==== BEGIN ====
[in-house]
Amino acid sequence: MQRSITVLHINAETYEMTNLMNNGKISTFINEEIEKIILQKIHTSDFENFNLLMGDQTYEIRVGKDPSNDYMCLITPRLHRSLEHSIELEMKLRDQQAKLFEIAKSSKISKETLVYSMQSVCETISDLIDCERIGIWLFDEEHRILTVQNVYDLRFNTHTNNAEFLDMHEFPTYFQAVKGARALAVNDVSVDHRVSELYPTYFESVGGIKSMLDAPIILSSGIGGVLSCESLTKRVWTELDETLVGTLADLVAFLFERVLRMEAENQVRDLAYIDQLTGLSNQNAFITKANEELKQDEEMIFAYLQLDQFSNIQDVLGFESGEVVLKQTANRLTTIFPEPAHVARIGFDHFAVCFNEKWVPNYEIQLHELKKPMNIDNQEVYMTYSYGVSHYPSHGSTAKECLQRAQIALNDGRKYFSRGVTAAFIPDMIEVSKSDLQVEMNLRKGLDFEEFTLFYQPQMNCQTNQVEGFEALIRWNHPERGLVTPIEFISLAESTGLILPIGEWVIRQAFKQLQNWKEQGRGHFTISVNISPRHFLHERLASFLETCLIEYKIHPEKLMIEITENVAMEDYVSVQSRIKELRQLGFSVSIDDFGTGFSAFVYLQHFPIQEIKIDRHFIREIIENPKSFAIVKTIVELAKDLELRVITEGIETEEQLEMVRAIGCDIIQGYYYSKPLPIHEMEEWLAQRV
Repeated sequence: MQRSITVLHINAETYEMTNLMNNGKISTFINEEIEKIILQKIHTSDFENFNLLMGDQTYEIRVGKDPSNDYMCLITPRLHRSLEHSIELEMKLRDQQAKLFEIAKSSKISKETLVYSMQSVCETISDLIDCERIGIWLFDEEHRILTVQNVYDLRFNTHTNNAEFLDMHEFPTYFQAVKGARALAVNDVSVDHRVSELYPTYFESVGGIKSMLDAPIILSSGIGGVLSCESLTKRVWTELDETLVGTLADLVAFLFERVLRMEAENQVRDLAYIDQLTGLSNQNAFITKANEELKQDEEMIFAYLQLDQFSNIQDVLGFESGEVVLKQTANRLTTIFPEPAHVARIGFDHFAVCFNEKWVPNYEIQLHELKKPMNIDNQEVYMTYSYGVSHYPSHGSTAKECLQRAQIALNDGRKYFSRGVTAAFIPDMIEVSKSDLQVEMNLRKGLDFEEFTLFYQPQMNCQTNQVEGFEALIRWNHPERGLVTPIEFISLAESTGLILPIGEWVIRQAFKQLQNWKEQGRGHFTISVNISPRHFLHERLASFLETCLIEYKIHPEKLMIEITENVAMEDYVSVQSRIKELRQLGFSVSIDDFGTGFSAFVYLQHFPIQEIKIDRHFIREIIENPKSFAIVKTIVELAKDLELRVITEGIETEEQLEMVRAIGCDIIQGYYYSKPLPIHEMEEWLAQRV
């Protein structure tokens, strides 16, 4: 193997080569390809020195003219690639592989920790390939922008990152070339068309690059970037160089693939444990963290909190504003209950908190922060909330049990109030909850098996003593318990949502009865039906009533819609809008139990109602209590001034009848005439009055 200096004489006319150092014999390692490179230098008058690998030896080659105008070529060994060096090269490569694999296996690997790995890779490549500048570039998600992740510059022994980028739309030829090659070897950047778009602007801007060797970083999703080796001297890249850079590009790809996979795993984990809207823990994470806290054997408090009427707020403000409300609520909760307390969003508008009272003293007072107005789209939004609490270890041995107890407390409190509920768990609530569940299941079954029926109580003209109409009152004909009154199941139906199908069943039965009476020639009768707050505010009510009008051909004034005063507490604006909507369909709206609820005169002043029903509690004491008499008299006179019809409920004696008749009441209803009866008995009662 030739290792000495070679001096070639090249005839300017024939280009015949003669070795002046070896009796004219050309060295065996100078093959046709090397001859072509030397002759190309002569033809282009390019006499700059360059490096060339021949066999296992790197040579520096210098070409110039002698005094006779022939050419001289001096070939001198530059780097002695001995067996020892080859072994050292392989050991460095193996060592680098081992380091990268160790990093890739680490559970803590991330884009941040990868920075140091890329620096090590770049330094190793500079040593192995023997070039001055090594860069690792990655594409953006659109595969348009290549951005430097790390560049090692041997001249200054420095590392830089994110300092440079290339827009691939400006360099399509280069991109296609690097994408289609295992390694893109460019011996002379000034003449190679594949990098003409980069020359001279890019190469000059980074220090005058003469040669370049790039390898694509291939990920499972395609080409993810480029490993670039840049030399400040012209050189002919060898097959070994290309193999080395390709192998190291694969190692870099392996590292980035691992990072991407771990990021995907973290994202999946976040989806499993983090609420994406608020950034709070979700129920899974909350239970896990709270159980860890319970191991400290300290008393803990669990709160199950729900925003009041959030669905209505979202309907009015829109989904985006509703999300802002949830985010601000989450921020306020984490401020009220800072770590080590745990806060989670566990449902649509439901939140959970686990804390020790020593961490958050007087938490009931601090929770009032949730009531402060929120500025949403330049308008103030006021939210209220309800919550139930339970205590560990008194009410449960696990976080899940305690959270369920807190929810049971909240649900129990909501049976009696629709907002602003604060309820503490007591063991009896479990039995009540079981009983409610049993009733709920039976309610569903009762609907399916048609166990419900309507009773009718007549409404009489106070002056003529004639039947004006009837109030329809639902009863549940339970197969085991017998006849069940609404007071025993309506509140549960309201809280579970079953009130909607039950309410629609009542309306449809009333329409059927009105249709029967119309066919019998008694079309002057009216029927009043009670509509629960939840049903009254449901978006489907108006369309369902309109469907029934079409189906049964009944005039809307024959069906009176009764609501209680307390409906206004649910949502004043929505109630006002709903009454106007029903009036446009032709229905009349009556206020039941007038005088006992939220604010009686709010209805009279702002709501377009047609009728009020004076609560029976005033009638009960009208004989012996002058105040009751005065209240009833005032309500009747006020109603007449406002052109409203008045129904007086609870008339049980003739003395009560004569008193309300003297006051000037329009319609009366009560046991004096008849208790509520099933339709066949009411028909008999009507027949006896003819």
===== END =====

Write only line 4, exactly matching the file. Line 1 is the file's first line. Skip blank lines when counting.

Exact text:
């Protein structure tokens, strides 16, 4: 193997080569390809020195003219690639592989920790390939922008990152070339068309690059970037160089693939444990963290909190504003209950908190922060909330049990109030909850098996003593318990949502009865039906009533819609809008139990109602209590001034009848005439009055 200096004489006319150092014999390692490179230098008058690998030896080659105008070529060994060096090269490569694999296996690997790995890779490549500048570039998600992740510059022994980028739309030829090659070897950047778009602007801007060797970083999703080796001297890249850079590009790809996979795993984990809207823990994470806290054997408090009427707020403000409300609520909760307390969003508008009272003293007072107005789209939004609490270890041995107890407390409190509920768990609530569940299941079954029926109580003209109409009152004909009154199941139906199908069943039965009476020639009768707050505010009510009008051909004034005063507490604006909507369909709206609820005169002043029903509690004491008499008299006179019809409920004696008749009441209803009866008995009662 030739290792000495070679001096070639090249005839300017024939280009015949003669070795002046070896009796004219050309060295065996100078093959046709090397001859072509030397002759190309002569033809282009390019006499700059360059490096060339021949066999296992790197040579520096210098070409110039002698005094006779022939050419001289001096070939001198530059780097002695001995067996020892080859072994050292392989050991460095193996060592680098081992380091990268160790990093890739680490559970803590991330884009941040990868920075140091890329620096090590770049330094190793500079040593192995023997070039001055090594860069690792990655594409953006659109595969348009290549951005430097790390560049090692041997001249200054420095590392830089994110300092440079290339827009691939400006360099399509280069991109296609690097994408289609295992390694893109460019011996002379000034003449190679594949990098003409980069020359001279890019190469000059980074220090005058003469040669370049790039390898694509291939990920499972395609080409993810480029490993670039840049030399400040012209050189002919060898097959070994290309193999080395390709192998190291694969190692870099392996590292980035691992990072991407771990990021995907973290994202999946976040989806499993983090609420994406608020950034709070979700129920899974909350239970896990709270159980860890319970191991400290300290008393803990669990709160199950729900925003009041959030669905209505979202309907009015829109989904985006509703999300802002949830985010601000989450921020306020984490401020009220800072770590080590745990806060989670566990449902649509439901939140959970686990804390020790020593961490958050007087938490009931601090929770009032949730009531402060929120500025949403330049308008103030006021939210209220309800919550139930339970205590560990008194009410449960696990976080899940305690959270369920807190929810049971909240649900129990909501049976009696629709907002602003604060309820503490007591063991009896479990039995009540079981009983409610049993009733709920039976309610569903009762609907399916048609166990419900309507009773009718007549409404009489106070002056003529004639039947004006009837109030329809639902009863549940339970197969085991017998006849069940609404007071025993309506509140549960309201809280579970079953009130909607039950309410629609009542309306449809009333329409059927009105249709029967119309066919019998008694079309002057009216029927009043009670509509629960939840049903009254449901978006489907108006369309369902309109469907029934079409189906049964009944005039809307024959069906009176009764609501209680307390409906206004649910949502004043929505109630006002709903009454106007029903009036446009032709229905009349009556206020039941007038005088006992939220604010009686709010209805009279702002709501377009047609009728009020004076609560029976005033009638009960009208004989012996002058105040009751005065209240009833005032309500009747006020109603007449406002052109409203008045129904007086609870008339049980003739003395009560004569008193309300003297006051000037329009319609009366009560046991004096008849208790509520099933339709066949009411028909008999009507027949006896003819």